This Wonder Woman of the 853rd century was literally carved from marble and given life by the “Goddess of Truth”, a station that Diana once held, implying that at some point in the future she may assume this role again and eventually create her own successor here. Either way, it’s certainly an interesting twist/revision on the classic origin and gives us a harsher, colder hero. Such an attitude often comes with pragmatism and so we see that this Wonder Woman has no real decoration to her. A star on her shoulder, a pair of bracelets and a tiara. That’s it. And the bracelets aren’t there for tradition or just for defense. Named Harmony and Charity, each is a multipurpose weapon programmed with artificial intelligence.
I like the look of her as a living statue, reminding us that she is a golem (and one could argue that Diana is as well). I also enjoy the winged feet, indicating her connection to the Greek gods. But the rest of this design is a little too simple for me. The only Wonder Woman symbol present is on her shield, a transparent weapon that recalls Diana’s invisible plane. I’d like some kind of eagle on this suit perhaps. Something that makes me think this is Wonder Woman’s uniform and not just one of many outfits or bathing suits that any generic female hero could’ve grabbed from a closet.
BATMAN – WARDEN OF THE PRISON PLANET PLUTO
Like Wonder Woman, Bruce Wayne AKA Batman has worn many variations of the same basic design over the years. This was the outfit he was sporting when DC 1 Million happened. Full bodysuit, no shorts, black over deep gray, yellow stylized bat-symbol, and shoulder hooks on the cape.
Full face masks can be tricky and sometimes very limiting. Here, we can still get expression from the future Batman’s eyes, so it works. It also gives a sense of mystery. That could be ANYONE underneath. He could be young or old. Scarred or bearded. Black, white, Asian, Latino. It might not even be a human being beneath that cowl.
This uniform still says “Batman” and “Dark Knight.” But the bat-wing cape clasp looks slightly too decorative for a dark, sinister avenger. I like this look in general, yet it just doesn’t feel quite right without a utility belt (even if we do see that he uses miniaturized future tech) or a true bat-symbol emblazoned on the chest. Oooh, perhaps a holographic golden bat silhouette projected over the chest could work. Just a thought.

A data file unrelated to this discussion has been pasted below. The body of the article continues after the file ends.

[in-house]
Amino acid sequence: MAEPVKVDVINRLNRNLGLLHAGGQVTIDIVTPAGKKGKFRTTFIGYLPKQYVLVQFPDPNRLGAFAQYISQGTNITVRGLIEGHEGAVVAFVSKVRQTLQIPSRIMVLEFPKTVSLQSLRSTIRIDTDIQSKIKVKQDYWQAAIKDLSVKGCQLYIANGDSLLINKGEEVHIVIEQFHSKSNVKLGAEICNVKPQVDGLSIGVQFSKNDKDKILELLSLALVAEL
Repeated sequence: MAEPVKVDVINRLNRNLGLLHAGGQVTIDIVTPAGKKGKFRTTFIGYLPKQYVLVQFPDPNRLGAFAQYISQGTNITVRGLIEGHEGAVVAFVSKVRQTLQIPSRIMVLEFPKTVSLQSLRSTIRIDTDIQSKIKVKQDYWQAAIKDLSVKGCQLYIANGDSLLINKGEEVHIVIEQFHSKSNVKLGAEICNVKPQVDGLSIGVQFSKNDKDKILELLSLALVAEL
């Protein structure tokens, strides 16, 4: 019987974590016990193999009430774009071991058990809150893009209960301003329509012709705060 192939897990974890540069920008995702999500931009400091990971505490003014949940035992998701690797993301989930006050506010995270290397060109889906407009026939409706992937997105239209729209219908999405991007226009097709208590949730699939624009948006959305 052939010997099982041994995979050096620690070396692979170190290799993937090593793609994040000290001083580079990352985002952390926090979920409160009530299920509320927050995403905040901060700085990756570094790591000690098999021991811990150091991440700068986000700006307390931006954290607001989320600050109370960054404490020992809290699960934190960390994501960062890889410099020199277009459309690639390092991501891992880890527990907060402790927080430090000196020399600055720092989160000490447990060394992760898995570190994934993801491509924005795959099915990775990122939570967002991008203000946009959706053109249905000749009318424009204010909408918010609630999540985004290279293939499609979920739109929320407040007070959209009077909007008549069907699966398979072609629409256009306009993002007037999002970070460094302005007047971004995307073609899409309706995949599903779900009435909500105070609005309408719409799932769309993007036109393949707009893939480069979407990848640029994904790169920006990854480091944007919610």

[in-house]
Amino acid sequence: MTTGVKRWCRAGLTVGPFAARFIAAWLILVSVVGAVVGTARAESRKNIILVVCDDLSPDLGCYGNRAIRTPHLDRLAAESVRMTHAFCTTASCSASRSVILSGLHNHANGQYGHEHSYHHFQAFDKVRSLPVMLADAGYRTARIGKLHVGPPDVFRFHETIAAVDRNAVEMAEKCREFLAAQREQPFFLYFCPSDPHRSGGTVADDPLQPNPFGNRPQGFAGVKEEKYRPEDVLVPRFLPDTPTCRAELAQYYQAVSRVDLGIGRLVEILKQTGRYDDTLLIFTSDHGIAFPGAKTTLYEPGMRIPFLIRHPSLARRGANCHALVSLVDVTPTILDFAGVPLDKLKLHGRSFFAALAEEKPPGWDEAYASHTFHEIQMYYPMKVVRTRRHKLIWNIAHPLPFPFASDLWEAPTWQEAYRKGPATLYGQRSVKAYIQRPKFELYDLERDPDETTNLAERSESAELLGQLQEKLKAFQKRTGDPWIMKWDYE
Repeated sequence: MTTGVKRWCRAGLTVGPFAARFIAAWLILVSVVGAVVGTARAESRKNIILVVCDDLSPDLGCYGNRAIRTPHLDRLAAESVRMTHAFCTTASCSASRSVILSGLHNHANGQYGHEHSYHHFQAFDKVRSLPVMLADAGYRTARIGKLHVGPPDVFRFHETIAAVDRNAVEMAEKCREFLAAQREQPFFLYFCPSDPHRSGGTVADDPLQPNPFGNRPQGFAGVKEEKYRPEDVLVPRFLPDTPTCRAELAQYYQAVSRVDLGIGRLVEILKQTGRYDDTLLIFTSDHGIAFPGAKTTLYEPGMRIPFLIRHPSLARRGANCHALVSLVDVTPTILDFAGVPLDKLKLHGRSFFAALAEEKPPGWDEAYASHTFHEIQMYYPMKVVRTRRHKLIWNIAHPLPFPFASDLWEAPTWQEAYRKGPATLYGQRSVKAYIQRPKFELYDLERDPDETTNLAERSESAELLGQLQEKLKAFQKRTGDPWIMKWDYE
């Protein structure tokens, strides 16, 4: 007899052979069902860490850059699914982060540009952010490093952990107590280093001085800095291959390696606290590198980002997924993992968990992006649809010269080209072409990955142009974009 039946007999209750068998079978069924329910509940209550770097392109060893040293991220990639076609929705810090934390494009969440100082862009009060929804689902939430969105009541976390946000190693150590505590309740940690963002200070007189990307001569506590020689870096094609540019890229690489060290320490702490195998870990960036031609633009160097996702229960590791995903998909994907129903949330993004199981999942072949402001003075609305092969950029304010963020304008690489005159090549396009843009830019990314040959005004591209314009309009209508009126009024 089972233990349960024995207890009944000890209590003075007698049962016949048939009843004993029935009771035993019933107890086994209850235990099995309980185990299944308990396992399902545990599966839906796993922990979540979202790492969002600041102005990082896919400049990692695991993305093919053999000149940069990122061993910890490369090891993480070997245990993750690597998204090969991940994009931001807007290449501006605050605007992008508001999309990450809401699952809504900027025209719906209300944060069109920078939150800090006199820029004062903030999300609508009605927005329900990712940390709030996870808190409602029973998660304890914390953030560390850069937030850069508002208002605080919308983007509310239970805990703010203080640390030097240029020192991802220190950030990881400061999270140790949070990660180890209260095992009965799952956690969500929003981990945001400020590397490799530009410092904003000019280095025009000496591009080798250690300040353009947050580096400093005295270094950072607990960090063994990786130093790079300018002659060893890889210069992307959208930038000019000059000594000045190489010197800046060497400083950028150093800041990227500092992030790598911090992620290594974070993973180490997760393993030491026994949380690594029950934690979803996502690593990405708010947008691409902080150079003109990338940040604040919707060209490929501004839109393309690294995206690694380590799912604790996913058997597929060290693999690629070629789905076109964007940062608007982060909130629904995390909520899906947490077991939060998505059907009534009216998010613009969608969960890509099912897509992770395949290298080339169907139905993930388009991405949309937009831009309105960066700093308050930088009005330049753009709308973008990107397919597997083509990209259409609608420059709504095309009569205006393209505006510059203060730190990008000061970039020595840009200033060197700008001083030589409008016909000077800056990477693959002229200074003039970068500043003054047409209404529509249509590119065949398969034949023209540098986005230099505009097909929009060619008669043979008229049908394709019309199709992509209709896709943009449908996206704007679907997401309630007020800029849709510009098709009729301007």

SUPERMAN – EARTH’S GREATEST HERO
Okay, you should seriously already know what this costume looks like. Even if you’ve never read a comic book in your life, Clark Kent’s uniform has been seen in every form of media and has been on everything from lunch boxes to water bottles to pajamas to pop art pieces to tattoos on celebrities and athletes to T-shirts worn by people of all ages. That’s not even including all the characters who have parodied him, ripped him off or been created as an homage.
In DC 1 Million, we learned that Superman would eventually father a dynasty of heroes that will last for millennia, starting with Superman Secundus who was a clone of Clark and Lois’s DNA. In the 853rd century, Kal Kent is the latest to wear the name Superman. Armed with abilities such as super-telekinesis, super-ESP and super-hypnotism, able to leap from planet to planet in a single bound, this hero didn’t see the need to drastically alter the design of his famous ancestor, whom he called “the Prime Superman.”
Kal’s chest symbol still gives a subtle indication of the famous S-shield. But it could now work just as easily as an alien symbol rather than something clearly resembling a letter of the English alphabet. It gives a slightly more alien touch to the design.
Extending the shield into the cape works nicely. I was against the regal look for the future Batman, but someone of Superman’s line and following his example is definitely someone who can pull off looking slightly like royalty.
I’m normally not into shorts over trousers for heroes, but here it’s a bit different. The entire suit is made of a sleek, reflective material, so the shorts now seem like a seamless part of the overall design rather than an extra layer of cloth worn for no apparent reason. I also like the sleeves extending into gloves and think such a thing could work well for the modern-day Superman (I know Clark has ways of making sure he doesn’t leave fingerprints behind, but it’s always bothered me that he doesn’t wear gloves). A very cool uniform that is memorable yet simple. You see this guy and there’s no question who he’s supposed to be.
And that wraps it up for now. We shall certainly visit the era of DC 1 Million in another column in the future (see what I did there?). I hope you dug this look at the Justice Legion A and that you all continue to enjoy these columns in the upcoming new year. Until next time, this is Alan Kistler, Agent of S.T.Y.L.E., signing off!
Alan Kistler is an actor and freelance writer living in New York who has been recognized by Warner Bros. Films and major media/news outlets as a comic book historian. He is also the creator/host of the web-show “Crazy Sexy Geeks: The Series.” He knows entirely too much about the history of comics, Star Trek, Doctor Who, time travel, and vampires that don’t sparkle.